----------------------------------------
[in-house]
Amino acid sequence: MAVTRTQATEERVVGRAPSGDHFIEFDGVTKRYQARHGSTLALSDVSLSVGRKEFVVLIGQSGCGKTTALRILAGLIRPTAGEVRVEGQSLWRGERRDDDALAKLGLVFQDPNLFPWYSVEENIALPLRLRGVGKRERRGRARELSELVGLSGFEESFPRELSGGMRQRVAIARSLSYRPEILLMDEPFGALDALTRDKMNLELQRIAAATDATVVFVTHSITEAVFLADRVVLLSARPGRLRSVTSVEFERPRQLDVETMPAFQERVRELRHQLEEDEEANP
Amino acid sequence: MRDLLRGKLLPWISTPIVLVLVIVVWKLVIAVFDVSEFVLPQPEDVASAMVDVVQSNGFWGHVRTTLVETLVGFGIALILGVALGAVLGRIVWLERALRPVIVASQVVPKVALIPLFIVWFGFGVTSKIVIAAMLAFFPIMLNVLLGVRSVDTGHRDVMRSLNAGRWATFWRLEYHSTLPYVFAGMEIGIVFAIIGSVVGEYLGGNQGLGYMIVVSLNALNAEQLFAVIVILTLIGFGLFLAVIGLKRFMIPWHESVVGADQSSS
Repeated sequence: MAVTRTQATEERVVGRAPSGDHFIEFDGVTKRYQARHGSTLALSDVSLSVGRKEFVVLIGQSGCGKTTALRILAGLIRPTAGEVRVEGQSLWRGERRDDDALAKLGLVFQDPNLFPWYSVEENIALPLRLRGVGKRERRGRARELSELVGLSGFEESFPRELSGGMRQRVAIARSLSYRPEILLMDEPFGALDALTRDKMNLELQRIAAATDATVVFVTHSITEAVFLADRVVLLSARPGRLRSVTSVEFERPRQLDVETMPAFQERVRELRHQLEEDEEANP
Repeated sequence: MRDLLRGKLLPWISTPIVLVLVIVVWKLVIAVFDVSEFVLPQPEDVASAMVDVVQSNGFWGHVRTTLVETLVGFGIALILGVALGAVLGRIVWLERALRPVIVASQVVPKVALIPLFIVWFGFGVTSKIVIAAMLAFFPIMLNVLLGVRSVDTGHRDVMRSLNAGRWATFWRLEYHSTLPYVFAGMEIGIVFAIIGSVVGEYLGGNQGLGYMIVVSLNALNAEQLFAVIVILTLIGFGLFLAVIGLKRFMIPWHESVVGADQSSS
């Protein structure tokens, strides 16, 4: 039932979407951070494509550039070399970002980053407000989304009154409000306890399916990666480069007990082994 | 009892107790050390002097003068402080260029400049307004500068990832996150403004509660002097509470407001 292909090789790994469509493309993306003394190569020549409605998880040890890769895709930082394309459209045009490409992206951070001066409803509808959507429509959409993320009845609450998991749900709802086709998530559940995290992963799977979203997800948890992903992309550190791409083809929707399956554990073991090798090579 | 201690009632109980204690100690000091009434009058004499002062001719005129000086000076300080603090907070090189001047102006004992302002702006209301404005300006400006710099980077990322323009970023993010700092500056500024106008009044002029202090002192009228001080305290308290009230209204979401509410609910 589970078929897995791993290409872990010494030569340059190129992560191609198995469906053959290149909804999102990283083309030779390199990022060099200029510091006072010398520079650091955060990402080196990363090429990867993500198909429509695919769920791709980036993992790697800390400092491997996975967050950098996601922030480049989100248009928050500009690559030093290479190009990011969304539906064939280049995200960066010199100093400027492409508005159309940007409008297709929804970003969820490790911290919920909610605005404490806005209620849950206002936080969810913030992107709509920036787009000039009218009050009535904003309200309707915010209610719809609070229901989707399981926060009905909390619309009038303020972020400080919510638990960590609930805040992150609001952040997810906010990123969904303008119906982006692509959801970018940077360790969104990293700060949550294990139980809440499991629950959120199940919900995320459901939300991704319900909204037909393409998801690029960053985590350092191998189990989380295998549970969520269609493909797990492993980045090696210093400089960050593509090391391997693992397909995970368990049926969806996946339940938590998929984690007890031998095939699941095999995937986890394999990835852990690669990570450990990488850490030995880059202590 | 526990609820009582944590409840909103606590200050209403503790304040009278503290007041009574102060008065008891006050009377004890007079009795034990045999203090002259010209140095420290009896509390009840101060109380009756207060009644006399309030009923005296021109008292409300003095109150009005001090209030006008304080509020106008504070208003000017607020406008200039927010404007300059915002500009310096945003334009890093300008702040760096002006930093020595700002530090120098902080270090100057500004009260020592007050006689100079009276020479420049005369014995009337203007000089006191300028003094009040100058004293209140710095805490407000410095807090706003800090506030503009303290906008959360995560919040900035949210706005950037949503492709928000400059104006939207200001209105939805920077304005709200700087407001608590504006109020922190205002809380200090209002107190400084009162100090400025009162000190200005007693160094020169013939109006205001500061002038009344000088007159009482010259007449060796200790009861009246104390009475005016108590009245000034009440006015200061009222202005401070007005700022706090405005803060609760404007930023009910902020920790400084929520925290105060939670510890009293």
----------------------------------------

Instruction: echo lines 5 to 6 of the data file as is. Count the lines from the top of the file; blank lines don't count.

Repeated sequence: MRDLLRGKLLPWISTPIVLVLVIVVWKLVIAVFDVSEFVLPQPEDVASAMVDVVQSNGFWGHVRTTLVETLVGFGIALILGVALGAVLGRIVWLERALRPVIVASQVVPKVALIPLFIVWFGFGVTSKIVIAAMLAFFPIMLNVLLGVRSVDTGHRDVMRSLNAGRWATFWRLEYHSTLPYVFAGMEIGIVFAIIGSVVGEYLGGNQGLGYMIVVSLNALNAEQLFAVIVILTLIGFGLFLAVIGLKRFMIPWHESVVGADQSSS
């Protein structure tokens, strides 16, 4: 039932979407951070494509550039070399970002980053407000989304009154409000306890399916990666480069007990082994 | 009892107790050390002097003068402080260029400049307004500068990832996150403004509660002097509470407001 292909090789790994469509493309993306003394190569020549409605998880040890890769895709930082394309459209045009490409992206951070001066409803509808959507429509959409993320009845609450998991749900709802086709998530559940995290992963799977979203997800948890992903992309550190791409083809929707399956554990073991090798090579 | 201690009632109980204690100690000091009434009058004499002062001719005129000086000076300080603090907070090189001047102006004992302002702006209301404005300006400006710099980077990322323009970023993010700092500056500024106008009044002029202090002192009228001080305290308290009230209204979401509410609910 589970078929897995791993290409872990010494030569340059190129992560191609198995469906053959290149909804999102990283083309030779390199990022060099200029510091006072010398520079650091955060990402080196990363090429990867993500198909429509695919769920791709980036993992790697800390400092491997996975967050950098996601922030480049989100248009928050500009690559030093290479190009990011969304539906064939280049995200960066010199100093400027492409508005159309940007409008297709929804970003969820490790911290919920909610605005404490806005209620849950206002936080969810913030992107709509920036787009000039009218009050009535904003309200309707915010209610719809609070229901989707399981926060009905909390619309009038303020972020400080919510638990960590609930805040992150609001952040997810906010990123969904303008119906982006692509959801970018940077360790969104990293700060949550294990139980809440499991629950959120199940919900995320459901939300991704319900909204037909393409998801690029960053985590350092191998189990989380295998549970969520269609493909797990492993980045090696210093400089960050593509090391391997693992397909995970368990049926969806996946339940938590998929984690007890031998095939699941095999995937986890394999990835852990690669990570450990990488850490030995880059202590 | 526990609820009582944590409840909103606590200050209403503790304040009278503290007041009574102060008065008891006050009377004890007079009795034990045999203090002259010209140095420290009896509390009840101060109380009756207060009644006399309030009923005296021109008292409300003095109150009005001090209030006008304080509020106008504070208003000017607020406008200039927010404007300059915002500009310096945003334009890093300008702040760096002006930093020595700002530090120098902080270090100057500004009260020592007050006689100079009276020479420049005369014995009337203007000089006191300028003094009040100058004293209140710095805490407000410095807090706003800090506030503009303290906008959360995560919040900035949210706005950037949503492709928000400059104006939207200001209105939805920077304005709200700087407001608590504006109020922190205002809380200090209002107190400084009162100090400025009162000190200005007693160094020169013939109006205001500061002038009344000088007159009482010259007449060796200790009861009246104390009475005016108590009245000034009440006015200061009222202005401070007005700022706090405005803060609760404007930023009910902020920790400084929520925290105060939670510890009293």